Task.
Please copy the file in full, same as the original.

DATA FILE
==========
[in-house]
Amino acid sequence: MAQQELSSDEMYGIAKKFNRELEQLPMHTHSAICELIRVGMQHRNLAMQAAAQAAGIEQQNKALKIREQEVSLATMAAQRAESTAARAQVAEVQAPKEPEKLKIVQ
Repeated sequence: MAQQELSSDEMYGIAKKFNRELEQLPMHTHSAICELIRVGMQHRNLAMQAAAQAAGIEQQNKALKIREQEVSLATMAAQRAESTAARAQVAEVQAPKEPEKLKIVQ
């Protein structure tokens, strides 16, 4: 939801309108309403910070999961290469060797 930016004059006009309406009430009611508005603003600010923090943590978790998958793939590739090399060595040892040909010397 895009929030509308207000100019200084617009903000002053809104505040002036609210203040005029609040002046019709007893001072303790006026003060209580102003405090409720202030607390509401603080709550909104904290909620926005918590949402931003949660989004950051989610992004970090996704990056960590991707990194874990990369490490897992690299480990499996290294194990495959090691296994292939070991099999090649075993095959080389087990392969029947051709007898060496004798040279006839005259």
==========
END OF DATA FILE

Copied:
[in-house]
Amino acid sequence: MAQQELSSDEMYGIAKKFNRELEQLPMHTHSAICELIRVGMQHRNLAMQAAAQAAGIEQQNKALKIREQEVSLATMAAQRAESTAARAQVAEVQAPKEPEKLKIVQ
Repeated sequence: MAQQELSSDEMYGIAKKFNRELEQLPMHTHSAICELIRVGMQHRNLAMQAAAQAAGIEQQNKALKIREQEVSLATMAAQRAESTAARAQVAEVQAPKEPEKLKIVQ
């Protein structure tokens, strides 16, 4: 939801309108309403910070999961290469060797 930016004059006009309406009430009611508005603003600010923090943590978790998958793939590739090399060595040892040909010397 895009929030509308207000100019200084617009903000002053809104505040002036609210203040005029609040002046019709007893001072303790006026003060209580102003405090409720202030607390509401603080709550909104904290909620926005918590949402931003949660989004950051989610992004970090996704990056960590991707990194874990990369490490897992690299480990499996290294194990495959090691296994292939070991099999090649075993095959080389087990392969029947051709007898060496004798040279006839005259």